Trying to figure out the television preferences of young consumers is like try to fix the right dish for a finicky relative at a holiday dinner. You probably won't make the right selection.
The same goes for major media conglomerates in their pursuit of the under-40-year-old viewer. This is the crowd that's cutting the cord on cable and satellite TV or never even bothered to subscribe -- a group labeled the cord-nevers.
Keenly aware that the traditional cable and satellite TV bundle is fraying fast, distribution companies led by AT&T (T) - Get Report and Dish Network (DISH) - Get Report have launched online TV packages that reproduce pay-TV for the internet. Dish's Sling TV starts as low as $20 for 30 channels, while one package of AT&T's DirecTV Now offers more than 60 channels for $35 per month.
But it isn't just traditional distributors competing in the new field. Sony (SNE) - Get Report has PlayStation Vue, and later this spring, Alphabet's (GOOGL) - Get Report Google plans to launch YouTube TV, while Hulu also is expected to launch its own online TV service. Hulu is a joint venture among Disney (DIS) - Get Report , 21st Century Fox (FOXA) - Get Report and Comcast (CMCSA) - Get Report , each of which holds a 30% stake in the subscription video service, and Time Warner (TWX) , which holds a 10% share.
Comcast, which owns NBCUniversal in addition to being the country's largest internet service provider, also has been gathering streaming rights nationwide, Bloomberg reported last week, but it has chosen instead to focus on its current service territory rather than launch a national pay-TV service, a source close to those talks said. Nonetheless, Comcast has secured some rights to carry networks outside its cable TV area as part of larger carriage agreements, the source added.
But what do we make of all these new online TV services? Is this what people want, and can the content creators and the pay-TV distributors depend on online TV to reverse subscriber declines to traditional cable and satellite services?
In a survey of young consumers, Bernstein Research came to some sobering conclusions. The focus groups comprising people under 40 were asked to describe their interest in the new wave of so-called over-the-top online TV packages, known in industry jargon as OTT. Some of these services might be described as "skinny bundles," smaller collections of networks sold at a lower price than the traditional 100-plus-channel pay-TV bundle.
The results were jarring.
"Cord-nevers and cord-cutters had absolutely no interest in these products," said the report led by Bernstein media analyst Todd Juenger. "They preferred on demand, believed SVOD [subscription video-on-demand services] had the same (on delay) or similar content and considered the OTT services expensive." (The services vary in their on-demand and DVR capabilities.)
Some subscribers to traditional pay-TV, "a few" in Juenger's words, expressed interest in the new online TV services if they offered channels that matched with their family's viewing habits and saved them money. But what they really want, and what they really like, is the ability to watch what they want, when they want it. In other words, they're not interested in appointment TV.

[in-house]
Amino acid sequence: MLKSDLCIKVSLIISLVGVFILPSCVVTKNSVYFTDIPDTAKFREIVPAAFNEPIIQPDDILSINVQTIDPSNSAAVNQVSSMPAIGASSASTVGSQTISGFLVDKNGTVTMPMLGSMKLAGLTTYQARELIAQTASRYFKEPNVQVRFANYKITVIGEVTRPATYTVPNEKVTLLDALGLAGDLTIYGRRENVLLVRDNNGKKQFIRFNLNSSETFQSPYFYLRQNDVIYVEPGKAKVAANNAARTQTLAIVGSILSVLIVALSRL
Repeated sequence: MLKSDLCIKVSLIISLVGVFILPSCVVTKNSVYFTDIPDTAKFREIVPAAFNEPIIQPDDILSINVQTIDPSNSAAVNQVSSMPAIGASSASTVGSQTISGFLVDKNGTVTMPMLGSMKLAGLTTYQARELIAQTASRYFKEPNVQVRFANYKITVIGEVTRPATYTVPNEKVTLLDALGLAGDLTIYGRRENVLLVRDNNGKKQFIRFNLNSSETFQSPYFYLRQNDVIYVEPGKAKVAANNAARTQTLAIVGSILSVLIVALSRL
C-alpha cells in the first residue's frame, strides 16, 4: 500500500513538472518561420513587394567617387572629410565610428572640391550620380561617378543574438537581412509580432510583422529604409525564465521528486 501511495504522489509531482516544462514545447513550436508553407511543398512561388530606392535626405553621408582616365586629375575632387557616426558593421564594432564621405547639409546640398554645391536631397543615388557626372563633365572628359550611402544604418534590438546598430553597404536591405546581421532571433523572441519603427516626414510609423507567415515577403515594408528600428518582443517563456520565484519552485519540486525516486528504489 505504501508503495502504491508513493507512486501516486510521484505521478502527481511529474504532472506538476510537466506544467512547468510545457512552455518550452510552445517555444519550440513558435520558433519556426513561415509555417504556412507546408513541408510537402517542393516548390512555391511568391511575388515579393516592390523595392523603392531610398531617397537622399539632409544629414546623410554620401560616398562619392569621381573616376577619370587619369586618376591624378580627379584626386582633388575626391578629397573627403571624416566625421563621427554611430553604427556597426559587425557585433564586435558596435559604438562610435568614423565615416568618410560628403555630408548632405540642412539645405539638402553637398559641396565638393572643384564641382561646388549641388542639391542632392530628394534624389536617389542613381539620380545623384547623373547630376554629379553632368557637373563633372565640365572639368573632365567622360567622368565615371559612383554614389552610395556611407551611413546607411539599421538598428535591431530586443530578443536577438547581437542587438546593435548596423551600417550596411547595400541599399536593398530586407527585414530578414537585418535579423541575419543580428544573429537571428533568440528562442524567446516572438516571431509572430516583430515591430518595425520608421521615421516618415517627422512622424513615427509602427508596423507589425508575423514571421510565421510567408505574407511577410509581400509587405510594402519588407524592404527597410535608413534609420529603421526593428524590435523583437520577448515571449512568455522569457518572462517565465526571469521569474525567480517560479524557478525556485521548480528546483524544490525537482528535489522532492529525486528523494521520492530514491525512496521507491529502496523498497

"All but one of the participants had Netflix (either paying or sharing), and nearly all of them cited it as their favorite source of content with little churn," the Bernstein report said. "All expressed willingness to pay $15 with no hesitation whatsoever." While Hulu received less support than Netflix, participants said they liked the ability to access on-demand originals at both Hulu and Amazon (AMZN) - Get Report .
The key here is on-demand viewing.
The largest pay-TV providers, representing about 95% of the market, lost about 795,000 subscribers in 2016, according to industry consultancy Leichtman Research Group.
This year, the number of U.S. adults who don't subscriber to traditional pay-TV, i.e., cable and satellite, is expected to jump 20% to 51 million, according to a forecast by industry research group eMarketer. The total amount of time spent watching traditional TV will decline by 2.3% to 4 hours and 4 minutes per day, the research showed.
Those totals don't include the new online pay-TV services. But those platforms remain small. AT&T said last month that DirecTV Now had more than 200,000 subscribers, though reports have put the total as high as 400,000. Sling TV is said to be around 1 million. Netflix, meanwhile, reached 49 million U.S. subscribers at the end of 2016.
The trends are ominous for media companies that rely on advertising. Consumers appear to be voting with their fingers, moving to on-demand services that don't require them to watch commercials. And we haven't even mentioned video available via Facebook (FB) - Get Report Live, Snap (SNAP) - Get Report or through newfangled brands such as Vice Media.
"We believe the U.S. television industry is entering a period of prolonged structural decline, caused by a migration of viewers from ad-supported platforms to non-ad-supported, or less-ad-supported platforms," Juenger wrote. "We fear the entire sector will struggle to work until the content owners take concerted action to reclaim on-demand viewing from the [subscription video-on-demand] services."
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